Changing the way we communicate for the better

Changing the way we communicate for the better

Changing the way we communicate for the better

Communication, as we know it, is changing and will continue to evolve beyond recognition in the coming years. If we think back 30 or even 10 years ago, things have changed significantly – the way we communicate included in this.

We have already started to see things such as school assemblies on video using Skype or Zoom, remote workshops using collaboration tools or just actually talking more with your nearest and dearest. The world we live in today has already changed since Covid, and being able to consider the good, bad and ugly of both current and the future of communication is crucial in order for businesses to be successful. However, thanks to the ease and accessibility of all the new channels that are available to us, great communication has never been so easy.

With that in mind, we’ve been looking into the most frequent methods of voice communications used, and if it has improved over recent months, this is what we’ve found…

Different platforms for different people

In a work environment, the most common platforms used tends to be big, secure and reliable multiuser ‘Unified Communications (UC)’ software that we are familiar with, such as; Microsoft Teams, Skype, Google Hangout and Zoom. Over the past few months, these products have demonstrated rapid – maybe forced – improvements, such as the ‘Hands Up’ or pop out meeting windows features in Microsoft Teams, as users have increased around the world. 

For personal use, WhatsApp and Facetime are long time favourites, with the older audience adapting to these new platforms and ways of communicating, who previously may have been reluctant. According to this Zoom case study, the awareness and almost commodity of the ‘Zoom’ brand and adoption has rocketed – being used for the daily Downing Street briefings, but also for the new school online environment in class, and even now for assemblies.

The good old-fashioned landline

When asked what method you frequently use to communicate, the ‘landline’ is now least popular in response. However, when considering using a landline or ‘home phone’ to use for older friends or family a lot more said that they did. This suggests that talking on telephone is still important for certain groups.

For the Telco industry, this becomes the quandary – we know the ageing copper network will be replaced and usage for landline will continue to fall as a result of changing behaviour (and probably accelerated by recent events), but it’s the education task and practicalities of migration that are complex. In research commissioned by TalkTalk in 2019, the key takeaways were around ensuring any Communication Provider (CP’s) marketing provided the reassurance that any changes will be simple and transparent explain ‘the why’, and to support less confident customers through the experience. Working together with other CP’s, the initial guidance has now been published on a brand new website.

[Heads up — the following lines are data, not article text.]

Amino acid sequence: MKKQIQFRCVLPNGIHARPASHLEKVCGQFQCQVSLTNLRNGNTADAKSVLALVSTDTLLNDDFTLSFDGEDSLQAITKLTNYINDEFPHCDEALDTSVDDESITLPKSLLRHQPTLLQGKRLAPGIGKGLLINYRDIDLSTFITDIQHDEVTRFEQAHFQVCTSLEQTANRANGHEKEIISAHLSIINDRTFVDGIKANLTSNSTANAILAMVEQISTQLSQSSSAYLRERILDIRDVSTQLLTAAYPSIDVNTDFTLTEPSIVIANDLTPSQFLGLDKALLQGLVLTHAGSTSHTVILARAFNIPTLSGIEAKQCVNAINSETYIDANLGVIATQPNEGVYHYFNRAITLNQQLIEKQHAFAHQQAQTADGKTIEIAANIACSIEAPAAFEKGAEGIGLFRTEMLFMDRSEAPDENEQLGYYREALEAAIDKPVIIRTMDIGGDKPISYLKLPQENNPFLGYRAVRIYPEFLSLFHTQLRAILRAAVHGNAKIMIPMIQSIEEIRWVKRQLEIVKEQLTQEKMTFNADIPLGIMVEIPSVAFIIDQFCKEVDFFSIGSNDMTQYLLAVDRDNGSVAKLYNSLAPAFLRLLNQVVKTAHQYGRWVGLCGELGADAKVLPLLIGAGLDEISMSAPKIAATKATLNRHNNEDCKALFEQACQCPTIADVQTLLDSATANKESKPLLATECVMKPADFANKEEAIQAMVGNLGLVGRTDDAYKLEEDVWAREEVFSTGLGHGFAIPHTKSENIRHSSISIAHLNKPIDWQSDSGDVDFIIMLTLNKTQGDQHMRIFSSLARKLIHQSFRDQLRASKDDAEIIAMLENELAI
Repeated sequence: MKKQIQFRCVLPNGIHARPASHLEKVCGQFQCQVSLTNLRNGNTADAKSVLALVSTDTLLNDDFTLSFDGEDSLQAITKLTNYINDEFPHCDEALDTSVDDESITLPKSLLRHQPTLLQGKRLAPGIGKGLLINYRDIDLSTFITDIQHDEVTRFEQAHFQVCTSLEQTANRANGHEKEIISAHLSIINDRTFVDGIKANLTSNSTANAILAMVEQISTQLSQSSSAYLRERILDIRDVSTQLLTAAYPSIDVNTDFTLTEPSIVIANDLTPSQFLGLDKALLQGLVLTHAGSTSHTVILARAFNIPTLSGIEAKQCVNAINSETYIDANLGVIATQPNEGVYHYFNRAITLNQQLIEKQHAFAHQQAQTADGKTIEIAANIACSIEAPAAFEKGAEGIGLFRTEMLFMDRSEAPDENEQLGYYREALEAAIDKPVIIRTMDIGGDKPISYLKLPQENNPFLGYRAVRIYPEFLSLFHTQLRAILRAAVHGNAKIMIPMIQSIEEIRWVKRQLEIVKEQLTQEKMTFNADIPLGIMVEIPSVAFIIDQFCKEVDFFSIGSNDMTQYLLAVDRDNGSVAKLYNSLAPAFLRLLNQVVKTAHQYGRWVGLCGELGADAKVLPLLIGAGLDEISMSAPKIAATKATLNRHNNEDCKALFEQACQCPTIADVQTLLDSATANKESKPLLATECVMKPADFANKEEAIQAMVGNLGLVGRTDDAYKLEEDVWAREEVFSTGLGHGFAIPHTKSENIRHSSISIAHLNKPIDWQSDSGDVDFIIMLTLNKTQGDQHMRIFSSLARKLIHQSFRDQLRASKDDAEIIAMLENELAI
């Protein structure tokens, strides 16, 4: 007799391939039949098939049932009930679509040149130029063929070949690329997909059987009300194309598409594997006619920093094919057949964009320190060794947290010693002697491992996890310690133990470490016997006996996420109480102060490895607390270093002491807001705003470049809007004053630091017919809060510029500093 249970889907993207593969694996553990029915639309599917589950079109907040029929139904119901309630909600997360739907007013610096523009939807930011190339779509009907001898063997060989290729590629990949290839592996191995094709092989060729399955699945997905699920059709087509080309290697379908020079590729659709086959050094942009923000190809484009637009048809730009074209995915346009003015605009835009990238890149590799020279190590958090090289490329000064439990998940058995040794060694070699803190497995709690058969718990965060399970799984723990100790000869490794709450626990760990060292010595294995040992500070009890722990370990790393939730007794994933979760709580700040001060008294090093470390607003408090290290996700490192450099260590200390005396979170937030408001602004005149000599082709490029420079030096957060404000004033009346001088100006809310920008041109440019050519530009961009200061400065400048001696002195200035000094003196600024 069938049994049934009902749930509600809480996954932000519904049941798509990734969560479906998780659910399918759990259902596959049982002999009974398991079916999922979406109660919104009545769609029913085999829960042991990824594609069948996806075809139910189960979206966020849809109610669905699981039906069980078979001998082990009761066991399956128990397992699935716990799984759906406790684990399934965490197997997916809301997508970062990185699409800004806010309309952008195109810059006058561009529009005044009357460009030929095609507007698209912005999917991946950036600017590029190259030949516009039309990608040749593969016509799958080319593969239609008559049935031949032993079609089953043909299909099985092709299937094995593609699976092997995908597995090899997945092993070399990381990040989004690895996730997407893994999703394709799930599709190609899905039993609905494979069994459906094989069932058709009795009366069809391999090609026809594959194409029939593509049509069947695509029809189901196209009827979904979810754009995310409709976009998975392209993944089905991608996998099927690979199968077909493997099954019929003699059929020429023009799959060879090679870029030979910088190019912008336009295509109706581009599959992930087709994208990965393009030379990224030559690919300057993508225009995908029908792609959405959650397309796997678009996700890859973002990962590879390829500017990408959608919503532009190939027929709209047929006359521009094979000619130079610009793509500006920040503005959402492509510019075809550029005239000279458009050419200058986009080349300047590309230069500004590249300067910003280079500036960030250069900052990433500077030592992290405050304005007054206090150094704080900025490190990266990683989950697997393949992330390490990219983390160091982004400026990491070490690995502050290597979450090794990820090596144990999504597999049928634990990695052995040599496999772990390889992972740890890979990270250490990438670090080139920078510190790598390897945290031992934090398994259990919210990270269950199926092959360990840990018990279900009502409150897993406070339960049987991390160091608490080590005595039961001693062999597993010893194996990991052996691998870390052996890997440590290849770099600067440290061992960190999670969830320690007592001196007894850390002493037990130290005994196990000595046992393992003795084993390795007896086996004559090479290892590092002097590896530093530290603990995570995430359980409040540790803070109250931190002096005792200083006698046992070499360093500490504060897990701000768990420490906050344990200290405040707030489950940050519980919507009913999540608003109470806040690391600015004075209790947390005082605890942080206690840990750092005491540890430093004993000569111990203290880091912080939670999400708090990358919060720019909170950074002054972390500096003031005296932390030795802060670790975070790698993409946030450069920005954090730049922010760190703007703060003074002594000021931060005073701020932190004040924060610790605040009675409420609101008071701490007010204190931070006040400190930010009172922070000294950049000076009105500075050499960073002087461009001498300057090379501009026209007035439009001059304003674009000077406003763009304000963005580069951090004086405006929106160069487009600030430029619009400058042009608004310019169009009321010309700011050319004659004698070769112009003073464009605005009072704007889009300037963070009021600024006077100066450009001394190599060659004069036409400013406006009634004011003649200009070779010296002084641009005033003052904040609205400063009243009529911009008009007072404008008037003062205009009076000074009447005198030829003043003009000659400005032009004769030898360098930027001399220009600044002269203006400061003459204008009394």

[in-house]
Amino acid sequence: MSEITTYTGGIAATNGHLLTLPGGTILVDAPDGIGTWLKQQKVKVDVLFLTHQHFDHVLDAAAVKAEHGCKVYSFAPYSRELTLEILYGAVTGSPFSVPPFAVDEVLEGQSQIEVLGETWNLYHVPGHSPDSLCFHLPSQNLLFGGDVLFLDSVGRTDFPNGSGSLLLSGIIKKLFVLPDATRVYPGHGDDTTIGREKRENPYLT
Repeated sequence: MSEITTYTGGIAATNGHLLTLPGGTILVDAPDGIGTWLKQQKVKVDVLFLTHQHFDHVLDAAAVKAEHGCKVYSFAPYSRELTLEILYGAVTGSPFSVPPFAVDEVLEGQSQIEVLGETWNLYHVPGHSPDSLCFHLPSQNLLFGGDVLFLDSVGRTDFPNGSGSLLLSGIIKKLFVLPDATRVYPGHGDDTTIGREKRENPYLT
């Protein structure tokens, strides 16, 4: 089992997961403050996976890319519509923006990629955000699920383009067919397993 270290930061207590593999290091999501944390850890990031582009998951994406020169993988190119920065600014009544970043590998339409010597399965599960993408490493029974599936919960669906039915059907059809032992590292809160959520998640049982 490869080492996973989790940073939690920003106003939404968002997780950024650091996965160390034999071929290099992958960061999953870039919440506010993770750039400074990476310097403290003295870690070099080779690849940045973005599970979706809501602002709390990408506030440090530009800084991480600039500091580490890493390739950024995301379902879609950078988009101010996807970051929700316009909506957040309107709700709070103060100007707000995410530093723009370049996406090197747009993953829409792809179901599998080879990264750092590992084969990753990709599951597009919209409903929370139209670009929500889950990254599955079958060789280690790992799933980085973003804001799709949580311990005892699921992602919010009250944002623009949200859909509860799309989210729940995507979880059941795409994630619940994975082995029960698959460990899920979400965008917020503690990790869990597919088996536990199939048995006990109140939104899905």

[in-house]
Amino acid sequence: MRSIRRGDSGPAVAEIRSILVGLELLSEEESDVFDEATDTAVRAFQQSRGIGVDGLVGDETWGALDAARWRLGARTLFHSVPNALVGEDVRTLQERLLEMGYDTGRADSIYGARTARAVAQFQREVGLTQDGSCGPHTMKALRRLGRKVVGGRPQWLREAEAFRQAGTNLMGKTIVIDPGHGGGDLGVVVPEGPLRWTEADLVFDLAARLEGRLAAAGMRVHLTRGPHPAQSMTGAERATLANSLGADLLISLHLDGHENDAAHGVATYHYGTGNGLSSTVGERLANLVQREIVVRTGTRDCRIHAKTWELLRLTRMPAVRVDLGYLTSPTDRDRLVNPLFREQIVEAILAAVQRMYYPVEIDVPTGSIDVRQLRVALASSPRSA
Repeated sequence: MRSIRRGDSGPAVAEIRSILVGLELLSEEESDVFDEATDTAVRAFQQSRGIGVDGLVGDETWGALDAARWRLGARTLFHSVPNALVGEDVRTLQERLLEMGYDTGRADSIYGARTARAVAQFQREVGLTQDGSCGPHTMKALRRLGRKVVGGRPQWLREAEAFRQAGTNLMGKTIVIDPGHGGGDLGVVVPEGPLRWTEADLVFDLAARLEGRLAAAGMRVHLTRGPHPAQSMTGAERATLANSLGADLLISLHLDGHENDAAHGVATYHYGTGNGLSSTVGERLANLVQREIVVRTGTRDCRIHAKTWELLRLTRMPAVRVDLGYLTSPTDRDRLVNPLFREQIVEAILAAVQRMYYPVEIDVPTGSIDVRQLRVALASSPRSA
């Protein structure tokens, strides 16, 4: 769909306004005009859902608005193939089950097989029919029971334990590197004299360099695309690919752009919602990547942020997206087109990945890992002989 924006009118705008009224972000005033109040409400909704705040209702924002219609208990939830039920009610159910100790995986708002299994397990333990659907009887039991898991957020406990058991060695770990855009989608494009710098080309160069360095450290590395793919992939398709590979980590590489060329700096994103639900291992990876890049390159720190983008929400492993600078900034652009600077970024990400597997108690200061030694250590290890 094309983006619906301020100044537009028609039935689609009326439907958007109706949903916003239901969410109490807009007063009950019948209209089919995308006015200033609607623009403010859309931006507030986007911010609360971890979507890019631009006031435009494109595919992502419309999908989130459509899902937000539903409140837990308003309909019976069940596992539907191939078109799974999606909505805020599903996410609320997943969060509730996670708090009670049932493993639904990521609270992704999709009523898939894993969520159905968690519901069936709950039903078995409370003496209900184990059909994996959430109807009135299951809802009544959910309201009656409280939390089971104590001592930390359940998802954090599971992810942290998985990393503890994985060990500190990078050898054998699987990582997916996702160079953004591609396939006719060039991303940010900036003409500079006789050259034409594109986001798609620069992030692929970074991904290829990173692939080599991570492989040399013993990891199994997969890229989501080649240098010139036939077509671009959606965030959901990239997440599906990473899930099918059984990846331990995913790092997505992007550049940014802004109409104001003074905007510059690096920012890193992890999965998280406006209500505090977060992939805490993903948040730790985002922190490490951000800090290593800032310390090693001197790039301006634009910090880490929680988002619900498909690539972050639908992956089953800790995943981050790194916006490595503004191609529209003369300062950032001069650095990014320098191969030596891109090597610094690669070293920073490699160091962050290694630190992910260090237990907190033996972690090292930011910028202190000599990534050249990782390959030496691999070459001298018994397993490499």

Changing behaviour for the better

When questioning whether communication has got better, stayed the same or become worse over recent months, the majority felt it has got better. This is surprising, but good news suggesting a combination of new technology and adoption of video are the influencers here (aside from the enforced ‘lockdowns’ imposed across the world!). We then tip into the realities of a huge new working from home staff base and staring at a monitor or laptop for hours on end, which if left unchecked, is not healthy. From a 1-2-1 communication point of view, we can all message each other, but it’s the corridor or water cooler conversations, the hello’s on the stairs, and the innovation workshops with real sticky notes and flipcharts that are missed and are really valuable and necessary from a social aspect.


Technology has reshaped almost every aspect of day-to-day life. For a business, landline phones are increasingly looking like an example of yesterday’s technology. Landlines are often tied into old-fashioned contracts and upfront connection costs. That makes it difficult to unlock real value for money. Today’s companies need speed, flexibility, and scalability. In these times of change, it’s important we reach out and communicate with one another. Don’t lose the habit of ‘just talking’, and whilst technology can fill an immediate gap or need, the best relationships are those built on making that time for quality conversation.

Our FTTP Product Development Manager, James Vincent, has put together a survey to delve deeper into these changing communication behaviour trends, analyse the impact on different audiences and distinguish what we can do as an industry to help.


For more information on what we’re doing behind the scenes please speak with your Account Manager, or to be part of the conversation make sure you join our Product Forum Group.